My invitated – a classic phishing attack

Phishing emails can be tiresome. Sometimes, though, they are classically bad. Even better, this one uses an old-school strategy to get you to click on a suspicious link. The domain name is "nytijmes.com" which at first glance appears to go to a more-or-less legitimate news site. The extra "j" in "nytimes" is easy to overlook.... Continue Reading →

Migration Round Trip

A few weeks from now I'll throw the switch and redirect Cryptosmith web traffic to its new home. For now, cryptosmith.com still goes to the old site, though popular content and the RSS feed go to the new site at b.cryptosmith.com. It's ironic that I'm moving to WordPress. My first site with a modern content... Continue Reading →

The Migrating Web Site

I am moving my Cryptosmith web site to WordPress.com. This will give me a lot more time to work on content while wasting a lot less time on mucking with the site. There are things I love about Drupal, but I hate having to manually replace a bunch of files each time they revise the core... Continue Reading →

John Oliver on Net Neutrality

Comedian John Oliver has recorded a classic rant about net neutrality. Here's my favorite quote: The cable companies have figured out the great truth of America: If you want to do something evil, put it inside something boring. Apple could put the entire text of Mein Kampf inside the iTunes User Agreement and you'd just... Continue Reading →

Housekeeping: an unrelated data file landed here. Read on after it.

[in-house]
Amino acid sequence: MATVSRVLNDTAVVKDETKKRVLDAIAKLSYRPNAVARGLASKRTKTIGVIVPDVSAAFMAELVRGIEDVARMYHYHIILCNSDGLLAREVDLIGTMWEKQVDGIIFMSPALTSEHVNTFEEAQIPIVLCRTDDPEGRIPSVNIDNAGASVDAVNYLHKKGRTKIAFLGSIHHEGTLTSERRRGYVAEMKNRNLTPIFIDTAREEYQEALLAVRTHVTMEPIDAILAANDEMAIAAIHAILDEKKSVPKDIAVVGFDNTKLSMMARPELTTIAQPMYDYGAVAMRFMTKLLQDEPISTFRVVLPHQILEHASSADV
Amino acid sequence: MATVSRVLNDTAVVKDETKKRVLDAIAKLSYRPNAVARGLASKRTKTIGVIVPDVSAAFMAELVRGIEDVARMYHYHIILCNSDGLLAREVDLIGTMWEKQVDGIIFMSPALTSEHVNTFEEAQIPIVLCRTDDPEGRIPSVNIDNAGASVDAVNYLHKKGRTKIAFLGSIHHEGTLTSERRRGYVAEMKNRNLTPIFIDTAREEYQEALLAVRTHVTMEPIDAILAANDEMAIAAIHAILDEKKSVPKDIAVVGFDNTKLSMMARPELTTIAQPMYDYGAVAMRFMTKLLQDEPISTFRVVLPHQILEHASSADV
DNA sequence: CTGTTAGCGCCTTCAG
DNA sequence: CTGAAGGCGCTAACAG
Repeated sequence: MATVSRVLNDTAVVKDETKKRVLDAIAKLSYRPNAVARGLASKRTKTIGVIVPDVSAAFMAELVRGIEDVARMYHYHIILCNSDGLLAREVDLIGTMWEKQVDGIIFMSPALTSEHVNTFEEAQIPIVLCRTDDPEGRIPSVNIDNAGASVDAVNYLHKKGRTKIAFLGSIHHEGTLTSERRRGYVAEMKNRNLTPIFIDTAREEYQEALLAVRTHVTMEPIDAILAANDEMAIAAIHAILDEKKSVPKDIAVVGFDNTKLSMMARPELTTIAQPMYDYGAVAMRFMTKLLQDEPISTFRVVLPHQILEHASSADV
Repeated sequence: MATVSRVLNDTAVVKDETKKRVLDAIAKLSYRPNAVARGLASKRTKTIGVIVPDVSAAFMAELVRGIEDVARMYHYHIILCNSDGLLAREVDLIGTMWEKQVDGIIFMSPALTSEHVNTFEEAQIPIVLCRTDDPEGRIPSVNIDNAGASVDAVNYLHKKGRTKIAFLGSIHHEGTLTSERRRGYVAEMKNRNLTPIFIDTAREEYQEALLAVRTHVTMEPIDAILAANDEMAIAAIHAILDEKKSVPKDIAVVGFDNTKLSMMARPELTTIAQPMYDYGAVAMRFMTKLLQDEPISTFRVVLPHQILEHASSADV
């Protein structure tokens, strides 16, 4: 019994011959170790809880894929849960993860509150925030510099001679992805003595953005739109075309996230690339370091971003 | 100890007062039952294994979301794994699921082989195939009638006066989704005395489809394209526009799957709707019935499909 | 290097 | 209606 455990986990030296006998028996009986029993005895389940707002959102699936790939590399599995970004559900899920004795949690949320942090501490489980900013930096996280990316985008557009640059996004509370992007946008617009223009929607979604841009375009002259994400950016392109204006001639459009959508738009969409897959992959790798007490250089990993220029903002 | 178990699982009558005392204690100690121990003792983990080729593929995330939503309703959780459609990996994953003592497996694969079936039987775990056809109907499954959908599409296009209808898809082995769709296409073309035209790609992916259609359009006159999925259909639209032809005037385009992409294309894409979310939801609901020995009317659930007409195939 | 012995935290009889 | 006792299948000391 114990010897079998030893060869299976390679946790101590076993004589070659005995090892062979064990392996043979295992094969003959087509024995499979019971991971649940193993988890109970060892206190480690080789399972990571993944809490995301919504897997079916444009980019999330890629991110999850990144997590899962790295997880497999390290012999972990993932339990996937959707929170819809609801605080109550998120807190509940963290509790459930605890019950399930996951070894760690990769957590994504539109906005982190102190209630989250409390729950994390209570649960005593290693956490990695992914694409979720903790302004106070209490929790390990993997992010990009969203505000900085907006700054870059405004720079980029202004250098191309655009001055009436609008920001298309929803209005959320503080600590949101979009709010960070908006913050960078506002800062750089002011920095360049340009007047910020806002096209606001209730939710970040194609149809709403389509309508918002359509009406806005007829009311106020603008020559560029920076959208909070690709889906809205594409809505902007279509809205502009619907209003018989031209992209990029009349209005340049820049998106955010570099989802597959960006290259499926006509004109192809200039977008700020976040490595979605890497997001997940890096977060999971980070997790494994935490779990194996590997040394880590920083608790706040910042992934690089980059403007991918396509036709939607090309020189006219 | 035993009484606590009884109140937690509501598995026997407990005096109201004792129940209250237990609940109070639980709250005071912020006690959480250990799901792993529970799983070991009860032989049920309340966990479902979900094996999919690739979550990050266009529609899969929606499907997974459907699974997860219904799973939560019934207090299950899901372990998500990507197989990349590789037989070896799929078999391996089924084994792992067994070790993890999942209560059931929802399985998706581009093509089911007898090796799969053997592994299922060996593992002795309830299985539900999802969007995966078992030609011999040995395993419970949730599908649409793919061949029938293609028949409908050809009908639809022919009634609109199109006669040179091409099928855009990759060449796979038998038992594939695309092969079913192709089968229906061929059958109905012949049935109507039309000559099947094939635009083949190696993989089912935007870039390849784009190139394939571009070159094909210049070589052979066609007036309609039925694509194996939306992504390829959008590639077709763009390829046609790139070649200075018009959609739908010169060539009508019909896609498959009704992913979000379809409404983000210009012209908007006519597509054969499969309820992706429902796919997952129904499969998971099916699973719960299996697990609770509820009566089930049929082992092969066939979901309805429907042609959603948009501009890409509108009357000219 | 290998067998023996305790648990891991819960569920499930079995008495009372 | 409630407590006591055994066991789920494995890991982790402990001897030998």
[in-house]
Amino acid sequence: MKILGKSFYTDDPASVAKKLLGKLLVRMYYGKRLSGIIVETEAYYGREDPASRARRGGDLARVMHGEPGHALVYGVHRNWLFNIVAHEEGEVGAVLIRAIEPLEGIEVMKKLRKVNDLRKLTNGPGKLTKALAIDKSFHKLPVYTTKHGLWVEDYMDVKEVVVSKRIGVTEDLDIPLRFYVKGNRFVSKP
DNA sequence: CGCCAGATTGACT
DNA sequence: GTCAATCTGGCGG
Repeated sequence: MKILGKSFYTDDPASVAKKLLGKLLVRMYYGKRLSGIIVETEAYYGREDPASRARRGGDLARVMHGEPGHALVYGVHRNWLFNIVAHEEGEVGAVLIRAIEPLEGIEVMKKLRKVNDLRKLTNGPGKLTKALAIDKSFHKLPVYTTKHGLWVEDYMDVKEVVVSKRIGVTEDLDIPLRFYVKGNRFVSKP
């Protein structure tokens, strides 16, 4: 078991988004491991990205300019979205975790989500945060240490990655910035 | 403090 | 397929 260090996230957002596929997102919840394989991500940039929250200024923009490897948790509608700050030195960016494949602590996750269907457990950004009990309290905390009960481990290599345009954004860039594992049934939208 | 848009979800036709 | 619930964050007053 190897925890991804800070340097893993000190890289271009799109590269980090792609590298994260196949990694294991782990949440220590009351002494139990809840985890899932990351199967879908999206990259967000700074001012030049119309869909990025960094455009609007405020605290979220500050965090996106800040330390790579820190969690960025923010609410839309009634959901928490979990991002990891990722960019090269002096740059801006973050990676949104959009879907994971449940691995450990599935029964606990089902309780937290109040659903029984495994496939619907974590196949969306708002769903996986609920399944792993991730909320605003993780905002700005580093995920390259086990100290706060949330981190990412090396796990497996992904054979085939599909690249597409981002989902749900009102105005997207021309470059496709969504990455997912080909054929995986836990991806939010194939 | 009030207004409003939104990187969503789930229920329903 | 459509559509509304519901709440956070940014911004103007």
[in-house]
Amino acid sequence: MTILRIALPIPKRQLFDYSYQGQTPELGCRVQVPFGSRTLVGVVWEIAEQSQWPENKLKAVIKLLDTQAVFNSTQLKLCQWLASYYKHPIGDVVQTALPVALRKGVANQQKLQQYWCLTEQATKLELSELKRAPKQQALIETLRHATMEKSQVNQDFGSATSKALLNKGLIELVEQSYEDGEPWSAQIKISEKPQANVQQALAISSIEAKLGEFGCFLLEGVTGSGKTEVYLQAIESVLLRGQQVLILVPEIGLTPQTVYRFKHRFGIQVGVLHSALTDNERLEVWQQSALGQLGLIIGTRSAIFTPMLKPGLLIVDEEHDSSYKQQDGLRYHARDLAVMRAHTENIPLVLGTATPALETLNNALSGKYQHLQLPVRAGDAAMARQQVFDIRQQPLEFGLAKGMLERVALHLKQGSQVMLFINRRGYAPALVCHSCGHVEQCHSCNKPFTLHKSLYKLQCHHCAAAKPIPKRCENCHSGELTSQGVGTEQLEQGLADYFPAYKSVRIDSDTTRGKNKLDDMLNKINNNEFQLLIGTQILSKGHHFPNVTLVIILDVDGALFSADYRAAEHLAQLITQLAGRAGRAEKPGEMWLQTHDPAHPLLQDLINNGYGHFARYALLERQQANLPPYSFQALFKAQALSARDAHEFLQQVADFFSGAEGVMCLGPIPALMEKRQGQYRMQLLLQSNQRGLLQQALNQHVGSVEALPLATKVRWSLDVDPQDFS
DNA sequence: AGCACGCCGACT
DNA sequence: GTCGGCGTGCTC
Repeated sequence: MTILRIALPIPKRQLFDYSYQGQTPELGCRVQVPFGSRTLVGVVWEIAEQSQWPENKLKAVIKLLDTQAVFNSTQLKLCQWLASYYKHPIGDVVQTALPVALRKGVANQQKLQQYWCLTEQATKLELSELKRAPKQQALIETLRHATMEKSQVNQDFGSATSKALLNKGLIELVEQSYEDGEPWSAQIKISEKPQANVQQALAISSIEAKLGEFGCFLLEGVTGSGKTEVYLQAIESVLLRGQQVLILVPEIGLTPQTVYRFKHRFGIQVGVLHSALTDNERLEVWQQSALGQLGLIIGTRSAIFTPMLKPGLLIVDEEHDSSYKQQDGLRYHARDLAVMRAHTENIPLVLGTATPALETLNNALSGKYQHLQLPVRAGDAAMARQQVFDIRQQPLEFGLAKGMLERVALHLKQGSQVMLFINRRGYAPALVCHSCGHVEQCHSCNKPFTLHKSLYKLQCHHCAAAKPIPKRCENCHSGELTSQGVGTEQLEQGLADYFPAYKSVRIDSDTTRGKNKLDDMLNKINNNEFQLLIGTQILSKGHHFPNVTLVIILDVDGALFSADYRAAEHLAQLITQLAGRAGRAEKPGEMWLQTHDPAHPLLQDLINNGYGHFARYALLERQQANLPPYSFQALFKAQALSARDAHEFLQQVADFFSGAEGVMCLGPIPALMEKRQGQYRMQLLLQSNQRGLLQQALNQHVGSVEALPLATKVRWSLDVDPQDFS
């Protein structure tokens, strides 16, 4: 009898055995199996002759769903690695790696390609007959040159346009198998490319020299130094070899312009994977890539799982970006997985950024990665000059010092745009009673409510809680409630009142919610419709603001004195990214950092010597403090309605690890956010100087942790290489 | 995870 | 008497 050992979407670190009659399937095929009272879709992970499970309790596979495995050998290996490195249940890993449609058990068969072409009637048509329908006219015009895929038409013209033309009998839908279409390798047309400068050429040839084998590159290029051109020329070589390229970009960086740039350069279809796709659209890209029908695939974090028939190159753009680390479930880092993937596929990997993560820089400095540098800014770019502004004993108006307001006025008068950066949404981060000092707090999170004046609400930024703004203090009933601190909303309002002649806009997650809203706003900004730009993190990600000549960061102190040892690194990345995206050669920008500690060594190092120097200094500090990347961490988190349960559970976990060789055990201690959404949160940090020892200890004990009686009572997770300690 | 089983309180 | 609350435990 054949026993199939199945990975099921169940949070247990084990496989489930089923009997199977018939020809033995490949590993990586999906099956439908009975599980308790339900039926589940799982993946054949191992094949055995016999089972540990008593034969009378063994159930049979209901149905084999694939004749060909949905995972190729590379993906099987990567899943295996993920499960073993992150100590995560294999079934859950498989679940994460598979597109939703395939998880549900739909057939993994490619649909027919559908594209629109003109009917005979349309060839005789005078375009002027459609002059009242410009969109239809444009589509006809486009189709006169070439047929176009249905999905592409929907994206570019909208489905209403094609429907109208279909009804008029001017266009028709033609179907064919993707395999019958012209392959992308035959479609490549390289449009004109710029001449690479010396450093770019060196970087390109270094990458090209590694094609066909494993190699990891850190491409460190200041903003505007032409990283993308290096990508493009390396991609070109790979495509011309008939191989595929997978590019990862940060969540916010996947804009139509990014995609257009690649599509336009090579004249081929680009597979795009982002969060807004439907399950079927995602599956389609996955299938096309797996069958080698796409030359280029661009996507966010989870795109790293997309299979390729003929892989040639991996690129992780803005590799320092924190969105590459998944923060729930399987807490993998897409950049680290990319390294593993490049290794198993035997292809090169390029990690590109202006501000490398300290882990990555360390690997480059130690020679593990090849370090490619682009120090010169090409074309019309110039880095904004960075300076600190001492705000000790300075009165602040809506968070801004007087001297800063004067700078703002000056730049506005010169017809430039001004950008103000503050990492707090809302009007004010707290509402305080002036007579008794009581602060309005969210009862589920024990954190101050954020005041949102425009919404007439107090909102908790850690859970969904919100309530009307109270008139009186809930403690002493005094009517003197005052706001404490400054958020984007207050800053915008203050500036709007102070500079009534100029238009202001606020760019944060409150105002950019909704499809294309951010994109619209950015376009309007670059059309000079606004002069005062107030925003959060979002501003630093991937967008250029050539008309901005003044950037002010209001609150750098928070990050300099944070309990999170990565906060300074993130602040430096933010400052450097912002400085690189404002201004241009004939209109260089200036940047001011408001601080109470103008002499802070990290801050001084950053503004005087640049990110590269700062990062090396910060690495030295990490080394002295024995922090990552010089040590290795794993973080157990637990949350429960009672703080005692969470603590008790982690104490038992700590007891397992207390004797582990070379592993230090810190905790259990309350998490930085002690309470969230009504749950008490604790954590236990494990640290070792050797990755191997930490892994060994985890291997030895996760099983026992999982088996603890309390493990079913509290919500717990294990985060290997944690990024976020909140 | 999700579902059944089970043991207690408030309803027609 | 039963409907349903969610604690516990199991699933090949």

The “Bug-Free Software” fallacy

About 20 years ago, I worked with a fellow who proudly told me that he had once written a flawless piece of software. He kept its inch-thick line printer listing as a shrine in his cubicle. I never asked him for details, because he got angry when people questioned his judgement on computing. After all,... Continue Reading →

Multics was flawless?

Last week I participated in a very geeky panel discussion about a now-defunct standard for computer system security: the TCSEC. I showed some charts and diagrams about costs, error rates, and adoption of government-sponsored programs for evaluating computer security. During the panel, some audience members made the following claim: "After its evaluation, Multics never needed a... Continue Reading →

Example of KISS

Ok, this is a backwards observation. One of my hot buttons is to spot "cyber security principles," that is, general but pointed observations on how to improve cyber security. A long-held principle is "Keep it Simple, Stupid." Thanks to Moore's Law and the constantly falling price of ever bigger, faster, and more complex tech, no... Continue Reading →

Digital’s RT-11 File System

(Circa 1975-199?) The PDP-11 computer, build by Digital Equipment Corporation (DEC) in the late 20th century, was a classic machine of the minicomputer era. At the time of the -11's introduction, DEC really had no idea what to do about software for its machines, and wasn't even sure what was appropriate in the way of... Continue Reading →

Security Design Principles

This is an extended, less-edited version of an article appearing in IEEE Security and Privacy in December 2012. This version specifically identifies all of the textbooks I reviewed while looking at information security design principles. Here is the citation for the published article: Smith, R.E.; , "A Contemporary Look at Saltzer and Schroeder's 1975 Design Principles," Security &... Continue Reading →

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